Yet another exciting new initiative forms part of this year’s Turbine Art Fair (TAF15), when a small selection of works on paper from the Johannesburg Art Gallery’s astonishingly rich collection will go on show.
Johannesburg is home to a gold mine – of art. The Johannesburg Art Gallery (fondly known as JAG) owns one of the greatest collections of art in the country, a fact that is perhaps not fully appreciated, even by local Jozi-dwellers.
‘Johannesburg Art Gallery is sitting on the most fantastic collection; it’s phenomenal,’ enthuses Susie Goodman of Strauss & Co. In a bid to highlight this, Karel Nel and Joni Brenner proposed a collaboration between JAG and TAF15. The result: an initiative that will see work by some of the world’s most celebrated artists exhibited at the Turbine Art Fair in Newtown in July.
The exhibition will include art by the likes of Man Ray, Miro, and Pop legend Roy Lichtenstein; a lithograph by Salvador Dali; a postcard collage, dated 1981, by art duo Gilbert and George; and a number of works by Richard Hamilton, among others, all of which were selected by Antoinette Murdoch of JAG. Look out for a work by Lucien Freud, says Goodman – ‘it’s beautiful, a really lovely etching. It’s a privilege to see his work.’
Also included is a reproduction of Picasso’s Tete d’Arlequin II (Head of a Harlequin II) (the original is currently showing in Venice). This provoked something of an outcry when it was purchased back in 1974, a year after the artist’s death. ‘Why should we, the public, be forced to have this odious original Picasso in our art gallery,’ wrote one outraged member of the public. ‘Anything more hideous, outrageous and vulgar would be hard to imagine.’ The purchase also prompted an annoyed local figure to commission a large sculpture for a similar amount of money. Today the value of the Picasso far exceeds that of the commissioned work. Stephan Welz and Nel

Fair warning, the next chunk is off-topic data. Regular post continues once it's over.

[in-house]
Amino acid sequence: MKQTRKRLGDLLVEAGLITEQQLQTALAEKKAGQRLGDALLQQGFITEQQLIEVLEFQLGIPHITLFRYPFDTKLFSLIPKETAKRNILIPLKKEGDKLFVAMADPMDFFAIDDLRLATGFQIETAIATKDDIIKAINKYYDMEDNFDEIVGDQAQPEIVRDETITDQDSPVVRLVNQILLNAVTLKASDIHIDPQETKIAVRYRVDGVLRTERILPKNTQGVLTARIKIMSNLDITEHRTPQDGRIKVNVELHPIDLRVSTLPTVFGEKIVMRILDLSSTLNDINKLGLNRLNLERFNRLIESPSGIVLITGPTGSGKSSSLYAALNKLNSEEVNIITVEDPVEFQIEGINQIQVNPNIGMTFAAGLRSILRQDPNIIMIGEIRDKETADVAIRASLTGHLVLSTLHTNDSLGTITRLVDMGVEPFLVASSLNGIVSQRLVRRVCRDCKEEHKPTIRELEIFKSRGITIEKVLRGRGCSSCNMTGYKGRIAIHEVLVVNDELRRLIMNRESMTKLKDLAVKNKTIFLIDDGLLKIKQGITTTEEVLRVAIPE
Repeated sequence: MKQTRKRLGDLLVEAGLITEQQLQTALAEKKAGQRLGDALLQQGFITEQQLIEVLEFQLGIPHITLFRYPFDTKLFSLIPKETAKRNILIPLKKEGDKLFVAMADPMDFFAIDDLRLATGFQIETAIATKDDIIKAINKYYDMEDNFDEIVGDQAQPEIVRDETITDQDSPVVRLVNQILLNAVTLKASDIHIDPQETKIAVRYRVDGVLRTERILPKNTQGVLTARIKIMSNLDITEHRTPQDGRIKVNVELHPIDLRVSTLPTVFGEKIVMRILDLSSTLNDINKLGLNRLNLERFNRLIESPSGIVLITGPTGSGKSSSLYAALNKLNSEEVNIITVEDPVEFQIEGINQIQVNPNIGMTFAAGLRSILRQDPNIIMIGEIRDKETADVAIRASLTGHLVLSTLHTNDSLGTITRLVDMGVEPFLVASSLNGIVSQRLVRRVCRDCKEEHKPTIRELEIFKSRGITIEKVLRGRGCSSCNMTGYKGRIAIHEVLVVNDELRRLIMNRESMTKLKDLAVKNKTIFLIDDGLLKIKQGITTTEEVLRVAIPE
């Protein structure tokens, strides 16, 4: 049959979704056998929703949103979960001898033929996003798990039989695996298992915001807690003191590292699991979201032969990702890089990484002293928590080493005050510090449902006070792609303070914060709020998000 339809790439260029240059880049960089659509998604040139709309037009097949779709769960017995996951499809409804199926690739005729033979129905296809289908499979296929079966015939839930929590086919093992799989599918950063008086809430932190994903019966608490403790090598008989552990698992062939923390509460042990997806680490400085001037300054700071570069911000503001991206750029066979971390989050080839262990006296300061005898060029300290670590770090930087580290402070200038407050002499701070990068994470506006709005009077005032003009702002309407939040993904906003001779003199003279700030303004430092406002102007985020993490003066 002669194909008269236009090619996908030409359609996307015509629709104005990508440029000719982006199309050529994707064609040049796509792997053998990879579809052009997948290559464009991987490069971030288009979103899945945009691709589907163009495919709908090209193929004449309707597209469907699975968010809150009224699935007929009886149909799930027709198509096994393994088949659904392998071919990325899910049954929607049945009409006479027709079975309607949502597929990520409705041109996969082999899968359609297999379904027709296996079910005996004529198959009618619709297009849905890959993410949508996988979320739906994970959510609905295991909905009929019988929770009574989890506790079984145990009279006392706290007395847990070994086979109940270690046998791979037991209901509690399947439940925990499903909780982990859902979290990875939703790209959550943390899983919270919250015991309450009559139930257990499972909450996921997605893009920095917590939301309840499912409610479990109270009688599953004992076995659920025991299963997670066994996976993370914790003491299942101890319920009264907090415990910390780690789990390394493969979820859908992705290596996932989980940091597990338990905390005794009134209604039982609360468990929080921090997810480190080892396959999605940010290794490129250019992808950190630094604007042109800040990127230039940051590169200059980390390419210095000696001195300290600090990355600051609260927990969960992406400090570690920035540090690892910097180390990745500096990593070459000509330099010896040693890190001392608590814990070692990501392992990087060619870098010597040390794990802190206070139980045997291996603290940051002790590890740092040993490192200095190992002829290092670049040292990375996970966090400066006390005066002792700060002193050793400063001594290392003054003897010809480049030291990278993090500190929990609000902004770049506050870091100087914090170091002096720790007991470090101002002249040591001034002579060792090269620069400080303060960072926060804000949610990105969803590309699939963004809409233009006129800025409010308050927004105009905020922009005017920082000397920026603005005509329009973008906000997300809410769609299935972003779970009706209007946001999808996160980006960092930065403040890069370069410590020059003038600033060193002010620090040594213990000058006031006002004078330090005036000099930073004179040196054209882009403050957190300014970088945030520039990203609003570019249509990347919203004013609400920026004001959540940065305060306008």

Erasmus, who were involved in the purchase of the original, will use this point as a springboard for discussion around buying art (July 7, at the Strauss & Co offices in Houghton), in particular the importance of buying quality work by an artist with a good name.
The exhibition serves another purpose, in that it focuses on works on paper, created using techniques ranging from etching to lithography and beyond. ‘It’s part of a process of educating people about the wonder of works on paper, and buying them – particularly young collectors,’ says Goodman. ‘The works on exhibition are not the million dollar paintings that are sold by Christies in New York; but for a new collector going to the Turbine Art Fair, who is going to look at lots of work on paper that weekend, it’s a fantastic opportunity to see work by international names… Works on paper are a great way to start collecting.’
The exhibition also goes some way to educating the public as to the difference between a lithograph, a colour screenprint, an etching, and so on. ‘There’s lots of terminology that would help people that are wanting to start buying art understand the methodology behind works on paper, which I think is a very important part of buying such works – you want to know what you’re buying’, says Goodman.
JAG will also serve as a highlight on a bus tour that will take TAF15 visitors to a number of leading Johannesburg galleries, including the Standard Bank Gallery, where
Pierneef: A Space for Landscape will be on show; and the Wits Art Museum, where Penny Siopis’ work will be on exhibition. ‘It’s a nice addition to the weekend at the Turbine, having the opportunity to learn a bit more about the art world. Go and see Pierneef, go and see Penny Siopis – two important South African artists – and then to go to JAG,’ says Goodman.
Don’t miss it!